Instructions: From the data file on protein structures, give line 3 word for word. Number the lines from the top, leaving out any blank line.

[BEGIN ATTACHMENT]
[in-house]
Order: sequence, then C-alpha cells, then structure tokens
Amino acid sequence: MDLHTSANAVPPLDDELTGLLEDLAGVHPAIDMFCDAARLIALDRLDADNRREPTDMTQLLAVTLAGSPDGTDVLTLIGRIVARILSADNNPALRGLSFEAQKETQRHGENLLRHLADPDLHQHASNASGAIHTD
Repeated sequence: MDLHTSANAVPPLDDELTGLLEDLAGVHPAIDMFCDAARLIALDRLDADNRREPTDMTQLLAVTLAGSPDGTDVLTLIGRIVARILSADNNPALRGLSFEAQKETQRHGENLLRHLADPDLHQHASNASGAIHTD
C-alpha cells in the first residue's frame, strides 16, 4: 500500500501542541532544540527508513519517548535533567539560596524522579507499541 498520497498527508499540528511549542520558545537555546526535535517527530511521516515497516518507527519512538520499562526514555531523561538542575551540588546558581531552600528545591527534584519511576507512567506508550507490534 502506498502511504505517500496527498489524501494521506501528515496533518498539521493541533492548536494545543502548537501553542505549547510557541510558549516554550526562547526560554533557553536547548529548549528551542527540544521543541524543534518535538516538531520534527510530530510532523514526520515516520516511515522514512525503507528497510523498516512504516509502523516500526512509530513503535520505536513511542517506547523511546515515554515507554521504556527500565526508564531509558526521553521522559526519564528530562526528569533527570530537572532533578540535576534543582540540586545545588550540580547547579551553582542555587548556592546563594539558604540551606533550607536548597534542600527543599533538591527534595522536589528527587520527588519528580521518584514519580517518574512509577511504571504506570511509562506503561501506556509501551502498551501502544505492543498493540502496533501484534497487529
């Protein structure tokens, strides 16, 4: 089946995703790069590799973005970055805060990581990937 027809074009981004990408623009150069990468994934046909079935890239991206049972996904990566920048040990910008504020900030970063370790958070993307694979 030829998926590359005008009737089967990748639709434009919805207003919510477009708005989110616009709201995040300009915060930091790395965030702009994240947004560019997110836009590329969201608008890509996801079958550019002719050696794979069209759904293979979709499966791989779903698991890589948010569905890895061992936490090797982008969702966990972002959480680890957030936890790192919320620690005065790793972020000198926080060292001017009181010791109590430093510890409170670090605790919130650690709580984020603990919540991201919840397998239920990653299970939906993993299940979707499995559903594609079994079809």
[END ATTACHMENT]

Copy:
Amino acid sequence: MDLHTSANAVPPLDDELTGLLEDLAGVHPAIDMFCDAARLIALDRLDADNRREPTDMTQLLAVTLAGSPDGTDVLTLIGRIVARILSADNNPALRGLSFEAQKETQRHGENLLRHLADPDLHQHASNASGAIHTD